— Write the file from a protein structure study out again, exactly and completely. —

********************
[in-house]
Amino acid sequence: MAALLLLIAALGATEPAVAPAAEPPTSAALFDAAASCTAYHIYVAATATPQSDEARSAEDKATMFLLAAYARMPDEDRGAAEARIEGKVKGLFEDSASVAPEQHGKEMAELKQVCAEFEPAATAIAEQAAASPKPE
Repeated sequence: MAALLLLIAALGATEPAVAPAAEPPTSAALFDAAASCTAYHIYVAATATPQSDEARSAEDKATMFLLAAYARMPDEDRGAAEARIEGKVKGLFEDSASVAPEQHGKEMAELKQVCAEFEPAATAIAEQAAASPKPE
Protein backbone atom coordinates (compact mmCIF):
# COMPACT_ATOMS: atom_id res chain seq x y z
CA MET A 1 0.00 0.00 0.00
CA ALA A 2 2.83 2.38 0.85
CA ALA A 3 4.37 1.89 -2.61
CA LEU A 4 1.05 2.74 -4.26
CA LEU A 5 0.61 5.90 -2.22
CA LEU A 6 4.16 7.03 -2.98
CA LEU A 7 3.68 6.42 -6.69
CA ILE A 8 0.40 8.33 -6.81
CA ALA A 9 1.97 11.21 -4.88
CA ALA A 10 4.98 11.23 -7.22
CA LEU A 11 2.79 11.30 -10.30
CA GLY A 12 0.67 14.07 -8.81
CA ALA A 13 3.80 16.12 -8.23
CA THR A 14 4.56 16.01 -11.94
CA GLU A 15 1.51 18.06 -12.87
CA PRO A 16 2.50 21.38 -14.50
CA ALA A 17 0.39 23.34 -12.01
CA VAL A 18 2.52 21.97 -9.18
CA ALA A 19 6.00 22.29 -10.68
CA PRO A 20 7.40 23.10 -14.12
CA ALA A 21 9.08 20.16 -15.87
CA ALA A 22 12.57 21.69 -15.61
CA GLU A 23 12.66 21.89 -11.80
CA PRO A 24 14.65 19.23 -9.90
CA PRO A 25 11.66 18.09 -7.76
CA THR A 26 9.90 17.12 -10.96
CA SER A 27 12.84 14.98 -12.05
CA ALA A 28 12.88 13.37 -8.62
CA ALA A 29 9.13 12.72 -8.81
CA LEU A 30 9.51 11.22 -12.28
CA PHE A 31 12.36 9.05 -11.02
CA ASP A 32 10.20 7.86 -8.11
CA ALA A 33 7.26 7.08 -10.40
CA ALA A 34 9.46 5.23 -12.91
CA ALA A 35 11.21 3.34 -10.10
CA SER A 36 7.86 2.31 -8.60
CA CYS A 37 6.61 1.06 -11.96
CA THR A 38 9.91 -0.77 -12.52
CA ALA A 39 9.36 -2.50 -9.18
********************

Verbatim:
[in-house]
Amino acid sequence: MAALLLLIAALGATEPAVAPAAEPPTSAALFDAAASCTAYHIYVAATATPQSDEARSAEDKATMFLLAAYARMPDEDRGAAEARIEGKVKGLFEDSASVAPEQHGKEMAELKQVCAEFEPAATAIAEQAAASPKPE
Repeated sequence: MAALLLLIAALGATEPAVAPAAEPPTSAALFDAAASCTAYHIYVAATATPQSDEARSAEDKATMFLLAAYARMPDEDRGAAEARIEGKVKGLFEDSASVAPEQHGKEMAELKQVCAEFEPAATAIAEQAAASPKPE
Protein backbone atom coordinates (compact mmCIF):
# COMPACT_ATOMS: atom_id res chain seq x y z
CA MET A 1 0.00 0.00 0.00
CA ALA A 2 2.83 2.38 0.85
CA ALA A 3 4.37 1.89 -2.61
CA LEU A 4 1.05 2.74 -4.26
CA LEU A 5 0.61 5.90 -2.22
CA LEU A 6 4.16 7.03 -2.98
CA LEU A 7 3.68 6.42 -6.69
CA ILE A 8 0.40 8.33 -6.81
CA ALA A 9 1.97 11.21 -4.88
CA ALA A 10 4.98 11.23 -7.22
CA LEU A 11 2.79 11.30 -10.30
CA GLY A 12 0.67 14.07 -8.81
CA ALA A 13 3.80 16.12 -8.23
CA THR A 14 4.56 16.01 -11.94
CA GLU A 15 1.51 18.06 -12.87
CA PRO A 16 2.50 21.38 -14.50
CA ALA A 17 0.39 23.34 -12.01
CA VAL A 18 2.52 21.97 -9.18
CA ALA A 19 6.00 22.29 -10.68
CA PRO A 20 7.40 23.10 -14.12
CA ALA A 21 9.08 20.16 -15.87
CA ALA A 22 12.57 21.69 -15.61
CA GLU A 23 12.66 21.89 -11.80
CA PRO A 24 14.65 19.23 -9.90
CA PRO A 25 11.66 18.09 -7.76
CA THR A 26 9.90 17.12 -10.96
CA SER A 27 12.84 14.98 -12.05
CA ALA A 28 12.88 13.37 -8.62
CA ALA A 29 9.13 12.72 -8.81
CA LEU A 30 9.51 11.22 -12.28
CA PHE A 31 12.36 9.05 -11.02
CA ASP A 32 10.20 7.86 -8.11
CA ALA A 33 7.26 7.08 -10.40
CA ALA A 34 9.46 5.23 -12.91
CA ALA A 35 11.21 3.34 -10.10
CA SER A 36 7.86 2.31 -8.60
CA CYS A 37 6.61 1.06 -11.96
CA THR A 38 9.91 -0.77 -12.52
CA ALA A 39 9.36 -2.50 -9.18